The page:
My daughter's due date was this Thursday. There's no sign of her so far but, like any father-to-be, I've spent the last few days slightly awestruck by the responsibility I'm facing. I look at the trees outside of the office window and think, cripes, she's not going to know what trees are. Somebody's going to have to tell her about trees. And parliamentary democracy. And Tabasco sauce.
A lot of the time, that person's probably me. It's up to my wife and I to give this child not just any material comforts we can hustle together for her, but also a decent grounding in morality and some of the basic skills she'll need for life. This poses an obvious question, right? Namely: how can I get someone else -- or something else -- to do the really tricky stuff for me? Well, I think I have an answer.
It turns out that my daughter's going to play an awful lot of Spelunky.
Spelunky, in case you've missed it, is a game about moving through a deadly, Indiana Jones-ish world of traps and spike pits and horrible ghouls, using only your wits -- and your knowledge of the way the game's ecology operates -- to keep you alive while you hunt for untold treasures. The world's always changing, because the game generates its environments procedurally, and yet core elements of it remain dependable throughout. The landscape shifts around, but the rules that govern it never do.
I've been playing Spelunky for two or three years now, and one of the things about Derek Yu's masterpiece that continues to dazzle is how elegantly it provides an introduction to the quieter virtues. Greed is the root of almost all disaster and downfall in Spelunky, for example, while success requires a humble acknowledgement that luck plays a huge role in life (was it you who made it to Olmec's head, or was it the fact that you stumbled on a jetpack so early?). Spelunky also encourages a respectful approach to the environment. Don't bait any snakes unless you really have to, and let sleeping bats slumber where you can. Shoot all the bluejays you want, if you can hit 'em, but it's a sin to kill a mockingbird.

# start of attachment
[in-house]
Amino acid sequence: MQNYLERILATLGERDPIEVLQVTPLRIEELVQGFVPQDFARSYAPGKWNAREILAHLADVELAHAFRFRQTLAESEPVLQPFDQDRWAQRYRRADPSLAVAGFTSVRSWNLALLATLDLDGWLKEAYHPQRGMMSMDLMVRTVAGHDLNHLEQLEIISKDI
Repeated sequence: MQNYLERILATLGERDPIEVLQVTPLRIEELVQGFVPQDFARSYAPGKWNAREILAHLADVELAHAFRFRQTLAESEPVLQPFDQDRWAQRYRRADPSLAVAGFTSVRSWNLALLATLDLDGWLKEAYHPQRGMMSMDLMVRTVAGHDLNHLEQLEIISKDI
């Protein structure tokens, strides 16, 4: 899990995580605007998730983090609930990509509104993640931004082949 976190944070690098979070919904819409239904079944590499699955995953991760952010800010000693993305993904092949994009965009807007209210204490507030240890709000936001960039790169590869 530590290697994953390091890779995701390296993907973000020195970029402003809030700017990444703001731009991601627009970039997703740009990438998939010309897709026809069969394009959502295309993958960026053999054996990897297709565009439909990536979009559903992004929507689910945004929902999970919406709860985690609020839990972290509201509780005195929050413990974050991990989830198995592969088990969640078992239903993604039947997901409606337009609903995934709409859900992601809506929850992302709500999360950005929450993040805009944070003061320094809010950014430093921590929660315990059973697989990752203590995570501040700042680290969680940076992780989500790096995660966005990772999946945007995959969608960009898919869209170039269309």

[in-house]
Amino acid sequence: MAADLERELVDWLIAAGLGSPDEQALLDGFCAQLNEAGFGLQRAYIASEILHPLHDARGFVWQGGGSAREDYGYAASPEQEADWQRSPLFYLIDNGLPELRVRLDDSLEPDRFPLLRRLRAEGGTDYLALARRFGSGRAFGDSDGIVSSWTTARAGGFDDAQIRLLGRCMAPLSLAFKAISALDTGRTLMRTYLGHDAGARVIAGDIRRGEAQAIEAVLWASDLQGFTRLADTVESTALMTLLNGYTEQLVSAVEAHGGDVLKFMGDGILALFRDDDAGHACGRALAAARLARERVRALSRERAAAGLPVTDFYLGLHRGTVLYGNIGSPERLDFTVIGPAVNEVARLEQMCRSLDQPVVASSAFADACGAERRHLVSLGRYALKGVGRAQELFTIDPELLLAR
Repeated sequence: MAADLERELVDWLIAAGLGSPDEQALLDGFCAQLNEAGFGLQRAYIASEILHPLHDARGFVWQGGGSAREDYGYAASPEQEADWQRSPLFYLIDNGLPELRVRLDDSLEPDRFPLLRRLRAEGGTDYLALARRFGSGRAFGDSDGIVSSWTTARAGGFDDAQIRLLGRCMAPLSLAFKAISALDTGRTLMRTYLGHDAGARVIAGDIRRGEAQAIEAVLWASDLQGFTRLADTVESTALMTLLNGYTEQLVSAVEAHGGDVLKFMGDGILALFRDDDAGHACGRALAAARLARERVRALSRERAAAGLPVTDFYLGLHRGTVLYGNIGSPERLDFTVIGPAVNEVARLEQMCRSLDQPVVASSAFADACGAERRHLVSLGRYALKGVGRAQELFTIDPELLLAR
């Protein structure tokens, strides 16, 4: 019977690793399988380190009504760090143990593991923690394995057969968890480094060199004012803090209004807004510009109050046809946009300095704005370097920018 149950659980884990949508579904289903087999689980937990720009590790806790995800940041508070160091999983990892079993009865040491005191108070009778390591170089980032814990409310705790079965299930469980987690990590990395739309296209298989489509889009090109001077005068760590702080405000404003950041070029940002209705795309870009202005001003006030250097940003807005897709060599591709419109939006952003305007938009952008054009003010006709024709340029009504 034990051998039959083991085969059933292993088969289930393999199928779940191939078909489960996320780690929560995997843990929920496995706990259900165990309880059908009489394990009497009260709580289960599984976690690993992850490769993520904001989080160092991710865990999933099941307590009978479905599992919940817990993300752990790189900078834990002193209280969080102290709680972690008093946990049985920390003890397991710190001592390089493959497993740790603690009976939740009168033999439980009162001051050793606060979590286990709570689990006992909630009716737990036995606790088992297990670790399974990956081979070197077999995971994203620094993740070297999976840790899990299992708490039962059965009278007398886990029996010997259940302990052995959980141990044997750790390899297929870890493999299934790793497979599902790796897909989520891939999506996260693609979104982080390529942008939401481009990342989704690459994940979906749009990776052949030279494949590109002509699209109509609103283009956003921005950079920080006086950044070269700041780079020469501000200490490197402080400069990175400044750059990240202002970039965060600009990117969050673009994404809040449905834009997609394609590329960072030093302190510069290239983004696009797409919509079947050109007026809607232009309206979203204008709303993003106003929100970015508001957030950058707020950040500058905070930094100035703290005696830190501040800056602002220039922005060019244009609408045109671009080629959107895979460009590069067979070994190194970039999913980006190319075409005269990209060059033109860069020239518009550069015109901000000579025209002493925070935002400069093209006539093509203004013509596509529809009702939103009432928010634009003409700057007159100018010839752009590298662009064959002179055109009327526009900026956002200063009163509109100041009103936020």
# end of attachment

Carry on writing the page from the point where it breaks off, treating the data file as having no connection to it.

On top of that, Spelunky teaches you the value of things. Should the world descend into zombie-riddled chaos a decade from now, my daughter will hopefully already know that a bomb, in most circumstances, is worth more than a rope, and that a shotgun, on balance, is preferred to climbing gloves. Aside from these sorts of specifics, though, Spelunky's a primer in the nuances of more generalised values, too. My daughter will be able to weigh up whether the potential for additional riches is worth leaving a position of relative safety for, and she'll also be able to appreciate the advantages of living in the moment. By and large, I think it's best to spend your gold as quickly as possible in Spelunky: life is short and filled with disasters, so why rob yourself of the chance to enjoy the time you spend on earth in the company of a parachute or spike shoes?
There's more. Spelunky will teach my daughter to take things at a careful pace but not to dawdle (granted, this is for fear of ghosts -- I may have to polish this lesson up a little in the real world), and it will teach her to make the most of what she has to hand. Sure, you've got five bombs now, but you should still tackle things as if you only have one bomb. Spend money like there's no tomorrow, but use your most treasured possessions wisely.